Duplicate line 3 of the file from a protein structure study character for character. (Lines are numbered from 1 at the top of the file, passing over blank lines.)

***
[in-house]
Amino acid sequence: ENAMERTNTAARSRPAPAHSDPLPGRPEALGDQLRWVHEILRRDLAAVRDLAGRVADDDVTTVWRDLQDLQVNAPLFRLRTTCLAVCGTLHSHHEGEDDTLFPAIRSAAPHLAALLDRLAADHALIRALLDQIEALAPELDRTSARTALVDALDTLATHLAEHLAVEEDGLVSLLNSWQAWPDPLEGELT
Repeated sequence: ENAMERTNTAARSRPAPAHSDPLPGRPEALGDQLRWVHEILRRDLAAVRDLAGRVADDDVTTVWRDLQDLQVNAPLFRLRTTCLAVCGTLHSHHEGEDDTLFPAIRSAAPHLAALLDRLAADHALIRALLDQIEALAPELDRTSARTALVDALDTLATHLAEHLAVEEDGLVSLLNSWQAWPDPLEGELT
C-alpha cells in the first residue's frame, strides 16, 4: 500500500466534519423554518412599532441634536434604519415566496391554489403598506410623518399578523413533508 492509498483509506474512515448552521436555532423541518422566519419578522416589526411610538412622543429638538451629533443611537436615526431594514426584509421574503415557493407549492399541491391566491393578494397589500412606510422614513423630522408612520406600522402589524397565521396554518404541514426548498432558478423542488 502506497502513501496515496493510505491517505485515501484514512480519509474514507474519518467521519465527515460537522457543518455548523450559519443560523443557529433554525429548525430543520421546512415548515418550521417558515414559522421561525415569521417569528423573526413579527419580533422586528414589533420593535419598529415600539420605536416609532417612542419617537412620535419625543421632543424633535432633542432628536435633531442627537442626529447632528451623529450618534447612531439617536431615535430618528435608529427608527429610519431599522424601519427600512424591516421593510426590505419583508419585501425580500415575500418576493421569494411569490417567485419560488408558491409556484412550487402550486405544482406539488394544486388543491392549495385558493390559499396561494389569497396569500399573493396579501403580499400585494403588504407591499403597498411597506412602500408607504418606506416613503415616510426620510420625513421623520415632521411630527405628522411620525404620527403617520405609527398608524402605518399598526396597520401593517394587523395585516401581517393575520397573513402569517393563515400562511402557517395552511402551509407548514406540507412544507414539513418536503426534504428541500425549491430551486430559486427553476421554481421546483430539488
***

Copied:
Repeated sequence: ENAMERTNTAARSRPAPAHSDPLPGRPEALGDQLRWVHEILRRDLAAVRDLAGRVADDDVTTVWRDLQDLQVNAPLFRLRTTCLAVCGTLHSHHEGEDDTLFPAIRSAAPHLAALLDRLAADHALIRALLDQIEALAPELDRTSARTALVDALDTLATHLAEHLAVEEDGLVSLLNSWQAWPDPLEGELT